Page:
Group Calls Graham a "Nightmare" Choice for Public Health and the Environment
WASHINGTON (March 8, 2001) - If the Senate confirms Bush-nominee John D. Graham for a key post at the Office of Management and Budget, it would be a polluter's "dream come true," says NRDC (the Natural Resources Defense Council). The White House announced the nomination of Graham to run OMB's Office of Information and Regulatory Affairs late Tuesday.
As director of the Harvard Center for Risk Analysis, Graham has routinely understated the dangers of products manufactured by the center's corporate sponsors by using questionable cost-benefit analyses. If confirmed by the Senate, he would be in a position to block key environmental regulations on the basis of his controversial, corporate-friendly economic calculations.
"The appointment of John Graham at OMB would be nightmare for anyone who cares about children's health and the environment," said Dr. Linda Greer, an NRDC senior scientist. "If confirmed, we would expect him to apply the same kind of pro-industry, anti-consumer and anti-environment cost-benefit analyses to regulations that he has in the past. On behalf of our more than 400,000 members, we urge the Senate to reject his nomination."
The main benefactors of Graham's center include the American Automobile Manufacturers Association, American Crop Protection Association, American Petroleum Institute, Chemical Manufacturers Association, Chlorine Chemistry Council, Dow Chemical, ExxonMobil, Monsanto and International Paper, which generally get the results they pay for. For example:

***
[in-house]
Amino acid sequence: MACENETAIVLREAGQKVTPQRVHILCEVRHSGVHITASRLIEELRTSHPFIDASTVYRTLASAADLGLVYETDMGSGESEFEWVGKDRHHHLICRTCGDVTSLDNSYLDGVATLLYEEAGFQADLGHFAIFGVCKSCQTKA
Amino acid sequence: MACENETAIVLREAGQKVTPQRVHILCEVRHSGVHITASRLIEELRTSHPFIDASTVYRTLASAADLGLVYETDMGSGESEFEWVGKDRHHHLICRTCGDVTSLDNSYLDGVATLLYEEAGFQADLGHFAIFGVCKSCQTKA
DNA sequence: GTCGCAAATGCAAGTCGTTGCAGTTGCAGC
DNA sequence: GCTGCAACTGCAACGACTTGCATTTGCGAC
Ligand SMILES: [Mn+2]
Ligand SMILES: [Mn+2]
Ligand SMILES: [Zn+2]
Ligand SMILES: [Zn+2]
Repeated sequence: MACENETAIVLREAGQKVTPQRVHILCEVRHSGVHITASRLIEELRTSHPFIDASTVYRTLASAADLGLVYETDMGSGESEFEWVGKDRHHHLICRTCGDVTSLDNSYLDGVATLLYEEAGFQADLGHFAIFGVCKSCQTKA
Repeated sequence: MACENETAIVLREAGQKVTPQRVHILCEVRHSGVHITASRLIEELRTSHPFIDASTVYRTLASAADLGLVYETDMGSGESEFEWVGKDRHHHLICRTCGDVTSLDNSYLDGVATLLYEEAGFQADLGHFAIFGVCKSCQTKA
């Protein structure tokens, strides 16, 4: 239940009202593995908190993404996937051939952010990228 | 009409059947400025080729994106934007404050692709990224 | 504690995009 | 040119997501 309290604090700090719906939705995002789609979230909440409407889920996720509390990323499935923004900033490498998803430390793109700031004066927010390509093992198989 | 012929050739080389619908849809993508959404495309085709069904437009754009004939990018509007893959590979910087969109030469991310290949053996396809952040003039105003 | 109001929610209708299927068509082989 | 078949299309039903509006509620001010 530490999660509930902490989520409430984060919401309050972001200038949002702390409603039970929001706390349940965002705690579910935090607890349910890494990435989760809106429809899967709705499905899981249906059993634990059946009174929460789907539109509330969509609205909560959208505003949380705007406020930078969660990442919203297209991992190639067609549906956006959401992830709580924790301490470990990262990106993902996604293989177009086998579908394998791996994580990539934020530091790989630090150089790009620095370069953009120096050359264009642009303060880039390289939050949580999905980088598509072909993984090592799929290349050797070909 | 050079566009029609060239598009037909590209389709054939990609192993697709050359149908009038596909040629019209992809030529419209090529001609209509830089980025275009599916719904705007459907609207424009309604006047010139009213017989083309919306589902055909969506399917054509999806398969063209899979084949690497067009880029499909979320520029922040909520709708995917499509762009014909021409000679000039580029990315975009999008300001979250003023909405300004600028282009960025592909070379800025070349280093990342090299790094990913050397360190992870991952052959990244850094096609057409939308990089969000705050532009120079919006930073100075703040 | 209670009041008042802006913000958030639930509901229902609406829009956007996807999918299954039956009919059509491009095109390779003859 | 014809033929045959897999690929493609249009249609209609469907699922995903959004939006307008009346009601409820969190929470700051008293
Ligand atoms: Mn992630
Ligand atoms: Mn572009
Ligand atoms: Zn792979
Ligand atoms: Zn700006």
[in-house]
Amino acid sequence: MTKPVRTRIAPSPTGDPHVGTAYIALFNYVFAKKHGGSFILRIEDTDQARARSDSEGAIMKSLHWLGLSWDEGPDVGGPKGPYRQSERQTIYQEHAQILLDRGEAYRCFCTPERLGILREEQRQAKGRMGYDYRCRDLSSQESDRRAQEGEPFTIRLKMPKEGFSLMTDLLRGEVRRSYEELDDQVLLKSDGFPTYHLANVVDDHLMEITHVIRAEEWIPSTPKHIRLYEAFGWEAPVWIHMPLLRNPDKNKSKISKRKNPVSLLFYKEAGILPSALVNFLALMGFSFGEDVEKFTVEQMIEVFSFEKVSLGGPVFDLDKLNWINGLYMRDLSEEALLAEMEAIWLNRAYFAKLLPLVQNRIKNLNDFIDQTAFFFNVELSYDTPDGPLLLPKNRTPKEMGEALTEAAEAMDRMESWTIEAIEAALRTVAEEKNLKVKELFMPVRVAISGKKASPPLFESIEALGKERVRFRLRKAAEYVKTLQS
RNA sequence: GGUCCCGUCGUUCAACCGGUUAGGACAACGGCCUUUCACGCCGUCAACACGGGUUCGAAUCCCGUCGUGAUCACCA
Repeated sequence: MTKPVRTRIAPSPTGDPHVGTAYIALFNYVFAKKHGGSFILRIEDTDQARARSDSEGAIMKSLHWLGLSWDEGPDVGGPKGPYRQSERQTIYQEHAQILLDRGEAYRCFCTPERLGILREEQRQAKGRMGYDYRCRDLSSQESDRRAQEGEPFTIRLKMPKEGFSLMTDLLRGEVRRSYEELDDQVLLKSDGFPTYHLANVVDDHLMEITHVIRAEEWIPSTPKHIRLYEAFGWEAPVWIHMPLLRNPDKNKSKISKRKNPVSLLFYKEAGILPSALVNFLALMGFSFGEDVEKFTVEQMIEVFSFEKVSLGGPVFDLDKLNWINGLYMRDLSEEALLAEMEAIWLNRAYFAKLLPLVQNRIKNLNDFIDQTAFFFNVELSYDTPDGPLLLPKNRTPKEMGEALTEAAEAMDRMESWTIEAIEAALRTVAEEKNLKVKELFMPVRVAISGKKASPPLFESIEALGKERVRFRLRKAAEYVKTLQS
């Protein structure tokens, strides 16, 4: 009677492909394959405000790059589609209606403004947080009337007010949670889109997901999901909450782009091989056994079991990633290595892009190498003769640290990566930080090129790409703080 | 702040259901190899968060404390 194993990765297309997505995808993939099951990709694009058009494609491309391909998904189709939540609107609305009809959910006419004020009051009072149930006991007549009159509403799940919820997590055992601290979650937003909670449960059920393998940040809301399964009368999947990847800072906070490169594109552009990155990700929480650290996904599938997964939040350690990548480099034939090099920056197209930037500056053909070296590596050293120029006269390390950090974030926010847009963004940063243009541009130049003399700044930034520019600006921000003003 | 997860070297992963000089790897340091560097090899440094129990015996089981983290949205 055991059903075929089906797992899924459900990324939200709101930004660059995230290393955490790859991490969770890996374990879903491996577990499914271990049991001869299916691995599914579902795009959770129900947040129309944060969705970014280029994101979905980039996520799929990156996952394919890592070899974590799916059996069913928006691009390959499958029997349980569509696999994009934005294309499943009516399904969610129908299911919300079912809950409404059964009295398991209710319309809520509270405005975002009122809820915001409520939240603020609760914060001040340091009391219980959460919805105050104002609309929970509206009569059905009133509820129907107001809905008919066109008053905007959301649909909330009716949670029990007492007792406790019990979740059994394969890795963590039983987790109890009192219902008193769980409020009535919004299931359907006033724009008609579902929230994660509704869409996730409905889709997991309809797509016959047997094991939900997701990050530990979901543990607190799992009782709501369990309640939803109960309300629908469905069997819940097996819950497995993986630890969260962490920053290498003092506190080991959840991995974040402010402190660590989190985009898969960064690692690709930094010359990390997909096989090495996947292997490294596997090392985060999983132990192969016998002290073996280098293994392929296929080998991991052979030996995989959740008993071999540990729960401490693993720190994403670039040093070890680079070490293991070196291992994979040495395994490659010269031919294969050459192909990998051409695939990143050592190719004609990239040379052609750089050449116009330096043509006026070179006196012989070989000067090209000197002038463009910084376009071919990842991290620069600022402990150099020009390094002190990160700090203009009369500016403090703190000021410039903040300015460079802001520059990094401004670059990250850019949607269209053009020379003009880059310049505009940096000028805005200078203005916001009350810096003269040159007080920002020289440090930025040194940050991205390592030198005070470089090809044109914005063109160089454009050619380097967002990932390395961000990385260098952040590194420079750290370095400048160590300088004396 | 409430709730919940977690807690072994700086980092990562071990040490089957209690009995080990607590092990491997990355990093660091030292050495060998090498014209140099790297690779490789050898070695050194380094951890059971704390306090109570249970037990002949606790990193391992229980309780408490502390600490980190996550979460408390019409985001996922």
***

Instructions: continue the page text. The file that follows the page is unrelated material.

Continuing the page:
- Last summer a Harvard center report concluded that the hazards of talking on a cell phone while driving are relatively small. AT&T Wireless Communications sponsored the study.
- In early 2000, a center report suggested that particulate emissions from natural gas engines are as bad as those from comparable diesel engines. The report's sponsor, Navistar, is one of the few diesel engine manufacturers that do not make natural gas engines.
- A 1999 center report concluded that banning older, highly toxic pesticides would lower agricultural yields and result in an increase in premature childhood deaths. The study, which was widely criticized for its twisted application of risk assessment techniques, was funded by the American Farm Bureau Federation, which opposes restrictions on pesticides.
"Graham's record puts him squarely in opposition to some of the most important environmental and health achievements of the last decade," Dr. Greer added. "Under his direction, the Harvard center has churned out studies slanted to benefit its corporate sponsors, while ignoring or grossly understating critical health risks. If the Senate cares about public health and the environment, it should just say no."